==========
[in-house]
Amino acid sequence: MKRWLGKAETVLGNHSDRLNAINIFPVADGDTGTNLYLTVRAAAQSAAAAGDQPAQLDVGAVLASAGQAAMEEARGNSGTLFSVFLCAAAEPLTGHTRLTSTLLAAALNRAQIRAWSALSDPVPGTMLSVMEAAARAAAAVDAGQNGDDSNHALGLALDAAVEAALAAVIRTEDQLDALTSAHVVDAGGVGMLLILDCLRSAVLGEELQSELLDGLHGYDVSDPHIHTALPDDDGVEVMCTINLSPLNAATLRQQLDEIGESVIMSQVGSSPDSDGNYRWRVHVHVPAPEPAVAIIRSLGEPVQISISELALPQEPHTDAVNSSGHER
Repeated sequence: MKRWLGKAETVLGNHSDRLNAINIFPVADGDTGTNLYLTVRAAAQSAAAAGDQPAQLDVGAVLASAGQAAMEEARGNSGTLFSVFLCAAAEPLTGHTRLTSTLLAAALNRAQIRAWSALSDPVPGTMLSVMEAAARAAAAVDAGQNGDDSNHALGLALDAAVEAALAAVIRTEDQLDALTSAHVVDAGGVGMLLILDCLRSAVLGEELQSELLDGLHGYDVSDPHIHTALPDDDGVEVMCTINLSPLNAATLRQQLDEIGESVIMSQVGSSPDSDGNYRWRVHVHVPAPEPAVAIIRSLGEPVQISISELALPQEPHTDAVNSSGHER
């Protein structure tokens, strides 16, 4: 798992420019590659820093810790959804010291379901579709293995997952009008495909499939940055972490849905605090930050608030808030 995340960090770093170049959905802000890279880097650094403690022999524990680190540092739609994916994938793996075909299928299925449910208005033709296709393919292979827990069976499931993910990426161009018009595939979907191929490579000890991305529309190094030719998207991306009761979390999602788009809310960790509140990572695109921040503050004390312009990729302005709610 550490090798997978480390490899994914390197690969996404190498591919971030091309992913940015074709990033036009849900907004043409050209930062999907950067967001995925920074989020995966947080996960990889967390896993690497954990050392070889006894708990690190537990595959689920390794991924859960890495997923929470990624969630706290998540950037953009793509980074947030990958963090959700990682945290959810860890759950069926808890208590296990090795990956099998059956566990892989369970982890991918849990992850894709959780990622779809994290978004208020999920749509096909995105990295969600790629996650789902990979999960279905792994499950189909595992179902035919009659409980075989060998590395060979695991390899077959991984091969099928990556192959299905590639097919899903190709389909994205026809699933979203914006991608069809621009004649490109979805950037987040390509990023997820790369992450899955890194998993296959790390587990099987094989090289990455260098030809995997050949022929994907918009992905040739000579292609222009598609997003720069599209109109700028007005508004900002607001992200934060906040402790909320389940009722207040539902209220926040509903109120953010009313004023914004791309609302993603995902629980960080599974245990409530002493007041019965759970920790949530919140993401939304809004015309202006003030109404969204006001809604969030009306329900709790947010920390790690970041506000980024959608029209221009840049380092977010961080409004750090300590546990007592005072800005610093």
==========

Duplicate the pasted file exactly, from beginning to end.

[in-house]
Amino acid sequence: MKRWLGKAETVLGNHSDRLNAINIFPVADGDTGTNLYLTVRAAAQSAAAAGDQPAQLDVGAVLASAGQAAMEEARGNSGTLFSVFLCAAAEPLTGHTRLTSTLLAAALNRAQIRAWSALSDPVPGTMLSVMEAAARAAAAVDAGQNGDDSNHALGLALDAAVEAALAAVIRTEDQLDALTSAHVVDAGGVGMLLILDCLRSAVLGEELQSELLDGLHGYDVSDPHIHTALPDDDGVEVMCTINLSPLNAATLRQQLDEIGESVIMSQVGSSPDSDGNYRWRVHVHVPAPEPAVAIIRSLGEPVQISISELALPQEPHTDAVNSSGHER
Repeated sequence: MKRWLGKAETVLGNHSDRLNAINIFPVADGDTGTNLYLTVRAAAQSAAAAGDQPAQLDVGAVLASAGQAAMEEARGNSGTLFSVFLCAAAEPLTGHTRLTSTLLAAALNRAQIRAWSALSDPVPGTMLSVMEAAARAAAAVDAGQNGDDSNHALGLALDAAVEAALAAVIRTEDQLDALTSAHVVDAGGVGMLLILDCLRSAVLGEELQSELLDGLHGYDVSDPHIHTALPDDDGVEVMCTINLSPLNAATLRQQLDEIGESVIMSQVGSSPDSDGNYRWRVHVHVPAPEPAVAIIRSLGEPVQISISELALPQEPHTDAVNSSGHER
């Protein structure tokens, strides 16, 4: 798992420019590659820093810790959804010291379901579709293995997952009008495909499939940055972490849905605090930050608030808030 995340960090770093170049959905802000890279880097650094403690022999524990680190540092739609994916994938793996075909299928299925449910208005033709296709393919292979827990069976499931993910990426161009018009595939979907191929490579000890991305529309190094030719998207991306009761979390999602788009809310960790509140990572695109921040503050004390312009990729302005709610 550490090798997978480390490899994914390197690969996404190498591919971030091309992913940015074709990033036009849900907004043409050209930062999907950067967001995925920074989020995966947080996960990889967390896993690497954990050392070889006894708990690190537990595959689920390794991924859960890495997923929470990624969630706290998540950037953009793509980074947030990958963090959700990682945290959810860890759950069926808890208590296990090795990956099998059956566990892989369970982890991918849990992850894709959780990622779809994290978004208020999920749509096909995105990295969600790629996650789902990979999960279905792994499950189909595992179902035919009659409980075989060998590395060979695991390899077959991984091969099928990556192959299905590639097919899903190709389909994205026809699933979203914006991608069809621009004649490109979805950037987040390509990023997820790369992450899955890194998993296959790390587990099987094989090289990455260098030809995997050949022929994907918009992905040739000579292609222009598609997003720069599209109109700028007005508004900002607001992200934060906040402790909320389940009722207040539902209220926040509903109120953010009313004023914004791309609302993603995902629980960080599974245990409530002493007041019965759970920790949530919140993401939304809004015309202006003030109404969204006001809604969030009306329900709790947010920390790690970041506000980024959608029209221009840049380092977010961080409004750090300590546990007592005072800005610093």